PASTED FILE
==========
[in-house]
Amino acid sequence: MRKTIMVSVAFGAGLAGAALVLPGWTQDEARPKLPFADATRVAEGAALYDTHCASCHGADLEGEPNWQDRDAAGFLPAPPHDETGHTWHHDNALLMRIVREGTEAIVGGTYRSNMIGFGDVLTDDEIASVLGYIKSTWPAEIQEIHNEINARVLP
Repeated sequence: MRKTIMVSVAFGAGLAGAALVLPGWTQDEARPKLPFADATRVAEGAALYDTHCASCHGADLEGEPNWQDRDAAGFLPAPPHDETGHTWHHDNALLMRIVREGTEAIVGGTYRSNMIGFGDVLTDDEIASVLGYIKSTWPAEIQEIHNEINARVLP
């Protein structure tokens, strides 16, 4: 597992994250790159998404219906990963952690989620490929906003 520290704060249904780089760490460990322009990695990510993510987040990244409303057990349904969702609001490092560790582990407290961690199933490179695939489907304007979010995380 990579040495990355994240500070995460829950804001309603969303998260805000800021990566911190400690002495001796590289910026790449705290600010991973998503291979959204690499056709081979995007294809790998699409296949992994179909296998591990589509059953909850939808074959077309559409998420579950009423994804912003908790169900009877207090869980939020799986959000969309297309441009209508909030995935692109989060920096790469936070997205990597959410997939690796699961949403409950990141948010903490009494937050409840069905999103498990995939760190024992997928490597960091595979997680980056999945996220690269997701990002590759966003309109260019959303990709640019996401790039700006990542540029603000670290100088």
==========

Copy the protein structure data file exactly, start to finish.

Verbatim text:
[in-house]
Amino acid sequence: MRKTIMVSVAFGAGLAGAALVLPGWTQDEARPKLPFADATRVAEGAALYDTHCASCHGADLEGEPNWQDRDAAGFLPAPPHDETGHTWHHDNALLMRIVREGTEAIVGGTYRSNMIGFGDVLTDDEIASVLGYIKSTWPAEIQEIHNEINARVLP
Repeated sequence: MRKTIMVSVAFGAGLAGAALVLPGWTQDEARPKLPFADATRVAEGAALYDTHCASCHGADLEGEPNWQDRDAAGFLPAPPHDETGHTWHHDNALLMRIVREGTEAIVGGTYRSNMIGFGDVLTDDEIASVLGYIKSTWPAEIQEIHNEINARVLP
């Protein structure tokens, strides 16, 4: 597992994250790159998404219906990963952690989620490929906003 520290704060249904780089760490460990322009990695990510993510987040990244409303057990349904969702609001490092560790582990407290961690199933490179695939489907304007979010995380 990579040495990355994240500070995460829950804001309603969303998260805000800021990566911190400690002495001796590289910026790449705290600010991973998503291979959204690499056709081979995007294809790998699409296949992994179909296998591990589509059953909850939808074959077309559409998420579950009423994804912003908790169900009877207090869980939020799986959000969309297309441009209508909030995935692109989060920096790469936070997205990597959410997939690796699961949403409950990141948010903490009494937050409840069905999103498990995939760190024992997928490597960091595979997680980056999945996220690269997701990002590759966003309109260019959303990709640019996401790039700006990542540029603000670290100088």